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Another way that we can bring files into Lightroom is by way of autoimport. And autoimport is actually kind of interesting. Here you can see I'm working from this folder 01_Getting_Started. Inside of that folder there are a couple of different subfolders that we will be working with, in particular watched_folder and auto_import. And what you can do in Lightroom is you can define a folder as a watched folder. In other words you can say, hey, Lightroom keep your eye on this folder. If I copy any images in this folder I want you to do something with those files.
I want you to process them, apply some metadata, and then copy them to a new location and integrate them or import them into my Lightroom Library. Well, let's take a look at how this actually works. You can see here that I have two Finder windows open and currently on my desktop I have this file titled surfer.jpg. Well, I want to autoimport this image into my overall Lightroom catalog. How am I going to do that? Here is how it works. If we go back to Lightroom, we can navigate to the File pulldown menu.
Here we are going to choose Auto Import and then go to Auto Import Settings. In this dialog we are going to work on it from top to bottom. Now we don't want to enable the Auto Import yet, so we'll skip that step. Next we want to define a watched folder. I'll go ahead and click on Choose. Here what I am going to do is in my exercise_files I'll go to 01_Getting_Started, and then I'll select this folder named watched_folder. Now you can name this folder whatever you want, but I just want to keep things simple here for demo purposes. That's the folder.
We are going to be able to drag something into and Lightroom will then process it and integrate it into our library. Great! Let's click Choose. Next step, Destination or where do we want to move this file. Well, we will define that as well simply by clicking on Choose and again in this 01_Getting_Started folder here I am going to choose my auto_import_folder. One of the things that I do want to point out is when you are defining your watched_folder, you do have to start out with an empty folder. Otherwise it will tangle things up a bit.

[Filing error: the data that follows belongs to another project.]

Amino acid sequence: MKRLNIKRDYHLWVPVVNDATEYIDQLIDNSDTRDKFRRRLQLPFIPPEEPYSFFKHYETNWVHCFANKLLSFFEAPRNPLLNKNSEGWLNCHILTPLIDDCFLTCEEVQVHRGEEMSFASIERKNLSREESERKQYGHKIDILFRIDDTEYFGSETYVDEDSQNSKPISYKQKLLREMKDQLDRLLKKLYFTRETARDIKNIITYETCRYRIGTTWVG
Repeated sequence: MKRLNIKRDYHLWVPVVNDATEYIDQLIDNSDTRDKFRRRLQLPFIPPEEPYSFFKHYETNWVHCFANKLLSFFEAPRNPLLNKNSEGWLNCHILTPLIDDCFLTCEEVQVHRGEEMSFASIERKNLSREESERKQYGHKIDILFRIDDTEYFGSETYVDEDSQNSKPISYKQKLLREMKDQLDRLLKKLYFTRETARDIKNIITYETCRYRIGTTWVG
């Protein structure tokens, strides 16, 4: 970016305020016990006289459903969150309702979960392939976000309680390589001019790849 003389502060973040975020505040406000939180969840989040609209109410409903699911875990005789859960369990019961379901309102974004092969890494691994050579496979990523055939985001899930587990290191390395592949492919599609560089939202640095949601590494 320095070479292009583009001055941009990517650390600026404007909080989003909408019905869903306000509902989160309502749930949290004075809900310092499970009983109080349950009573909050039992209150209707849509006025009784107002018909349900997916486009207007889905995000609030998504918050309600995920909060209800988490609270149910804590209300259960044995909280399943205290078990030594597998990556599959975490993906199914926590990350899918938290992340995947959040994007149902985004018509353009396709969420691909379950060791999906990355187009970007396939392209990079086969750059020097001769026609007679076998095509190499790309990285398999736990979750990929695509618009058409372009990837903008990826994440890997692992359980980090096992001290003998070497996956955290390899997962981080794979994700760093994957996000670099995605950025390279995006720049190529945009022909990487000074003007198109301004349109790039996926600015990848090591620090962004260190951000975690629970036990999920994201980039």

So it's required that this folder is empty and currently there are no files in it. Now in regards to our Destination folder you can choose Subfolders. In this case I have dialed in a subfolder named surfer. Okay, well, perfect. File Naming, you can choose any of your different custom naming options. You can also apply Develop Settings as needed, and then you can apply metadata presets, if you have any. We've already created a copyright one. So let's go ahead and choose that. We've also discovered that in most scenarios Initial Preview of Standard tends to work best.
So I'll select that as well. Now here what I can do is either click on Enable Auto Import, or click OK and then navigate back to the File pulldown menu and then choose Auto Import and Enable Auto Import. Now once we do this, nothing will really happen, because it now requires that we take some kind of an action. So what I am going to do is pull up my Finder windows once again. Well, here I have both these Finder windows. One is point to my Desktop; the other one is pointing to this watched_folder here.
So I am going to grab this surfer.jpg, and I'll go ahead and click and drag and drop that into this watched_folder. Now that that's part of this folder what we are going to see is that Lightroom is going to wakeup and say, "hey, there is a file inside of that folder." It then took it out of this folder. It's gone. It applied those settings that we defined, and it also moved it to a new location. Here you can see it's inside of auto_import_folder, subfolder surfer. And there is the little JPEG file. So when we go back to Lightroom what we will discover is that this file is now integrated into your overall catalog, and it also brought with it that particular folder structure where it saved this file inside of the subfolder titled surfer.
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